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Outgoing U.S. Supreme Court Justice Stevens on the needlessness of the death penalty

In a lethal-injection dispute from Kentucky, outgoing U.S. Supreme Court Justice John Paul Stevens concluded for the first time that "the death penalty represents the pointless and needless extinction of life with only marginal contributions" to society.

In a lethal-injection case from Kentucky, outgoing U.S. Supreme Court Justice John Paul Stevens concluded for the first time that "the death penalty represents the pointless and needless extinction of life with only marginal contributions" to society.

With the U.S. Senate about to begin confirmation hearings of Supreme Court nominee Elena Kagan, now’s a good time to review the thoughts on the death penalty of the justice she’s slated to replace, John Paul Stevens. In USA Today’s “Stevens: Risk of wrongful sentences higher,” the third-longest serving justice in the court’s history explains why he opposes the death penalty:

Modern pressures on the judicial system have raised the chance a defendant could be wrongly sentenced to death, Supreme Court Justice John Paul Stevens said Wednesday, explaining his changed view on the constitutionality of capital punishment.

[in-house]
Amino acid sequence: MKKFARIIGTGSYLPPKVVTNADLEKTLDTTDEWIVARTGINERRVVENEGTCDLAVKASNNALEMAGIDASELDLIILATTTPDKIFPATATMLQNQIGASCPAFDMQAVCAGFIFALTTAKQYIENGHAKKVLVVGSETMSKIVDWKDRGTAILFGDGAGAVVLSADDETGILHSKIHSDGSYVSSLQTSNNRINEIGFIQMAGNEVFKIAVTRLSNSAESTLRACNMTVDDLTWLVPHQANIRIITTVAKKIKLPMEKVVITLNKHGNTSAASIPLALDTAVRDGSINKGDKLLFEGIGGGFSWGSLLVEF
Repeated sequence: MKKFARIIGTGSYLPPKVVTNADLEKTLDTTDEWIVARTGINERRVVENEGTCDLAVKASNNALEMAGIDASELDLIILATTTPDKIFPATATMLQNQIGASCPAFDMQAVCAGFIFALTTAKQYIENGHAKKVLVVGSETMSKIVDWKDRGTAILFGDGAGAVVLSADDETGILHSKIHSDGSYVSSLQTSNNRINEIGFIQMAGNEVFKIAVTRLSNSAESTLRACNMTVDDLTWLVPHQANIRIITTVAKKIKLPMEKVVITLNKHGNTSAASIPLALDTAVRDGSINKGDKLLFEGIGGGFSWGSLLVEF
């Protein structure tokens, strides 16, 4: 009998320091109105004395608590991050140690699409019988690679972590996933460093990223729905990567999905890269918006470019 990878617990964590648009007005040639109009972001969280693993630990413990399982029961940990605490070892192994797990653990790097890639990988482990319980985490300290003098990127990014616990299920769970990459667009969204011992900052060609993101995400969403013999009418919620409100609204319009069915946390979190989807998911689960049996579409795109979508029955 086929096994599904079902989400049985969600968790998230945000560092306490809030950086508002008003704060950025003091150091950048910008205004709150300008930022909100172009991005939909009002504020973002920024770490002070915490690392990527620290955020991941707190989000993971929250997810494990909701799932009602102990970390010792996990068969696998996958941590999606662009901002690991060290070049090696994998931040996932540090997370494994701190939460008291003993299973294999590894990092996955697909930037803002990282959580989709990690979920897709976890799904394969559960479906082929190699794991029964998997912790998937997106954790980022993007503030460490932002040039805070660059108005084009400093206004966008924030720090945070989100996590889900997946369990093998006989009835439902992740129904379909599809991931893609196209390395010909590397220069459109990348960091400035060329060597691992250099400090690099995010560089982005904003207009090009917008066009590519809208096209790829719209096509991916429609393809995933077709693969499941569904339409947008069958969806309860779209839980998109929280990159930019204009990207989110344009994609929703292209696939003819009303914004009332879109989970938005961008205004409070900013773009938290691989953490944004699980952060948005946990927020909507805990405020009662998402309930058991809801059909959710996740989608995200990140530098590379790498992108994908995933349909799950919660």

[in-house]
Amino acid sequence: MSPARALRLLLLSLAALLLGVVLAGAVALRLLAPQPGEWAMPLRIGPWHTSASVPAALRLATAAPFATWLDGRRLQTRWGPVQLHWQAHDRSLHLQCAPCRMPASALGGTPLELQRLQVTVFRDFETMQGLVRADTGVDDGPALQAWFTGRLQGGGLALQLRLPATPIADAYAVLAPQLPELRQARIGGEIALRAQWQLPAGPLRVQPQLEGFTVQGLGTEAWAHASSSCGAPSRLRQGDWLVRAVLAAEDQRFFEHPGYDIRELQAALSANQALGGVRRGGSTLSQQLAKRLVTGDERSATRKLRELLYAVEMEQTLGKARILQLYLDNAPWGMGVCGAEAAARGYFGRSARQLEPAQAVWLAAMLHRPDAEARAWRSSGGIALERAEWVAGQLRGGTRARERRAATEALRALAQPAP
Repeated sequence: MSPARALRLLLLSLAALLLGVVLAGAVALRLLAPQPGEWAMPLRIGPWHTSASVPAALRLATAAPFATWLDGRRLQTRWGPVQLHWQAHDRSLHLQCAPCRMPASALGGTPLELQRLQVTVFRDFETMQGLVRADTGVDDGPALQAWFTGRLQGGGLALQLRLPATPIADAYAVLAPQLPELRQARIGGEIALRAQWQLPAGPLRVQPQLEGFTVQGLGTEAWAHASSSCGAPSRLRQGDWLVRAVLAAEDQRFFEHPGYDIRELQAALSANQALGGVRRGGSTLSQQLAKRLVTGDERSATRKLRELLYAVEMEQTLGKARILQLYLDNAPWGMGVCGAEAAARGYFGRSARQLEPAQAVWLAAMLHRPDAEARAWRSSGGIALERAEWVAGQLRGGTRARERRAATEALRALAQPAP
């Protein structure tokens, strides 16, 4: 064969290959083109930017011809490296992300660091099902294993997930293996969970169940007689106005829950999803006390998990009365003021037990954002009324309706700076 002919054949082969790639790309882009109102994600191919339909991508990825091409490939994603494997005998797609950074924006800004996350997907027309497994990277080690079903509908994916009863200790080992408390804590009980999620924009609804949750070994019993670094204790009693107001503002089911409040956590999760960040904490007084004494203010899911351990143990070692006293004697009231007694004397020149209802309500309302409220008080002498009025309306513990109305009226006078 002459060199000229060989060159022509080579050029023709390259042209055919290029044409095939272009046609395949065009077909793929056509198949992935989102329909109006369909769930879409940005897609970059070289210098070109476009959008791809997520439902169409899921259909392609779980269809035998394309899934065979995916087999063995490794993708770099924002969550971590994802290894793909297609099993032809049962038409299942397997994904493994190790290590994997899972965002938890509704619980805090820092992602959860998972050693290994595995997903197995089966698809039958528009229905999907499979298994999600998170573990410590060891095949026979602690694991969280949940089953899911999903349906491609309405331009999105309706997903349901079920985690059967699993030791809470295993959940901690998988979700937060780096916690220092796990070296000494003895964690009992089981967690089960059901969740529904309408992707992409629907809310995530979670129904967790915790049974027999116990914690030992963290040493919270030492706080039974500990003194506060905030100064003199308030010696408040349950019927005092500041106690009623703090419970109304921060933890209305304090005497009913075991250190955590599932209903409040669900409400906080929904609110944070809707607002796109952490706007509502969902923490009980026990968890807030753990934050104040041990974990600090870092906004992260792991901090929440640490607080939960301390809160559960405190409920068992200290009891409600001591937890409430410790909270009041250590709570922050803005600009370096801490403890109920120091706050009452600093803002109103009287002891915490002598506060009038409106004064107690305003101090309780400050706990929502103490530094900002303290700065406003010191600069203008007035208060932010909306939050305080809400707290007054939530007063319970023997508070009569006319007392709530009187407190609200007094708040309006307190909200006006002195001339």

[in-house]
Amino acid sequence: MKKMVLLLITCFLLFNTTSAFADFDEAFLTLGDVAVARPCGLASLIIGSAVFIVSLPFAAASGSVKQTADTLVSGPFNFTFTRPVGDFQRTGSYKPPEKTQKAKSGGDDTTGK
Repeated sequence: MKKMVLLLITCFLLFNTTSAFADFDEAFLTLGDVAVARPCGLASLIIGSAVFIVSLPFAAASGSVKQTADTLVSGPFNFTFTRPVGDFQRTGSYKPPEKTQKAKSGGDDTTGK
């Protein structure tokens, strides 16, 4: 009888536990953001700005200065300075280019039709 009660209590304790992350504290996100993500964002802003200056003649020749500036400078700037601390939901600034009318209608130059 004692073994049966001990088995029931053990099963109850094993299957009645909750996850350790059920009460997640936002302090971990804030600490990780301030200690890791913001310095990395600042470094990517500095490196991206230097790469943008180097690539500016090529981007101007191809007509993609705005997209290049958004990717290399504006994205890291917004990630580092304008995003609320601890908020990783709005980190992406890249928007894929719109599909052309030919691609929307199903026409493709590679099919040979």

“The risk of an incorrect decision has increased,” he told an audience of hundreds of lawyers and judges at a judicial conference here, responding to a question about his 2008 assertion that the death penalty should be abolished. He said that because of advances in DNA testing, which have led to the freeing of some innocent convicts, “we’re more aware of the risk than we might have been before.”

In a lethal-injection dispute from Kentucky two years ago, Stevens concluded for the first time that “the death penalty represents the pointless and needless extinction of life with only marginal contributions” to society.

Photo: Courtesy U.S. Supreme Court

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